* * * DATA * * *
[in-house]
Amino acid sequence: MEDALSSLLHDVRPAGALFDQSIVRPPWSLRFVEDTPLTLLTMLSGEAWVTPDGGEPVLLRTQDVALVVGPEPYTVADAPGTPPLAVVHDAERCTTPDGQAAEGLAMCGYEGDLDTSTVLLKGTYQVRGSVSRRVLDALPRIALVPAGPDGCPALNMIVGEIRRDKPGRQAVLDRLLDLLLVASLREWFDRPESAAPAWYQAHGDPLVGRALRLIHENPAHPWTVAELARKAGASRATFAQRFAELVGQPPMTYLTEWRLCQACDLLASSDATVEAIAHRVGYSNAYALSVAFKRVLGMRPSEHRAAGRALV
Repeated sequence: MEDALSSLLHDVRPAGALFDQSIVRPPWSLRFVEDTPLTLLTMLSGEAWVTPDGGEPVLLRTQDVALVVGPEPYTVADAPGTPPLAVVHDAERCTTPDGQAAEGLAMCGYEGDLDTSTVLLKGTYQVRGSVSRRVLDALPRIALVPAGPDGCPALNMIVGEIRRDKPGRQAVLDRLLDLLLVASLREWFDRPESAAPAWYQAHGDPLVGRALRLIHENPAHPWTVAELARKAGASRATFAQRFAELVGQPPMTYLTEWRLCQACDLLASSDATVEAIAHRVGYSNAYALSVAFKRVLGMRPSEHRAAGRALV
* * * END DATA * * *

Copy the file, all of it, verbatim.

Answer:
[in-house]
Amino acid sequence: MEDALSSLLHDVRPAGALFDQSIVRPPWSLRFVEDTPLTLLTMLSGEAWVTPDGGEPVLLRTQDVALVVGPEPYTVADAPGTPPLAVVHDAERCTTPDGQAAEGLAMCGYEGDLDTSTVLLKGTYQVRGSVSRRVLDALPRIALVPAGPDGCPALNMIVGEIRRDKPGRQAVLDRLLDLLLVASLREWFDRPESAAPAWYQAHGDPLVGRALRLIHENPAHPWTVAELARKAGASRATFAQRFAELVGQPPMTYLTEWRLCQACDLLASSDATVEAIAHRVGYSNAYALSVAFKRVLGMRPSEHRAAGRALV
Repeated sequence: MEDALSSLLHDVRPAGALFDQSIVRPPWSLRFVEDTPLTLLTMLSGEAWVTPDGGEPVLLRTQDVALVVGPEPYTVADAPGTPPLAVVHDAERCTTPDGQAAEGLAMCGYEGDLDTSTVLLKGTYQVRGSVSRRVLDALPRIALVPAGPDGCPALNMIVGEIRRDKPGRQAVLDRLLDLLLVASLREWFDRPESAAPAWYQAHGDPLVGRALRLIHENPAHPWTVAELARKAGASRATFAQRFAELVGQPPMTYLTEWRLCQACDLLASSDATVEAIAHRVGYSNAYALSVAFKRVLGMRPSEHRAAGRALV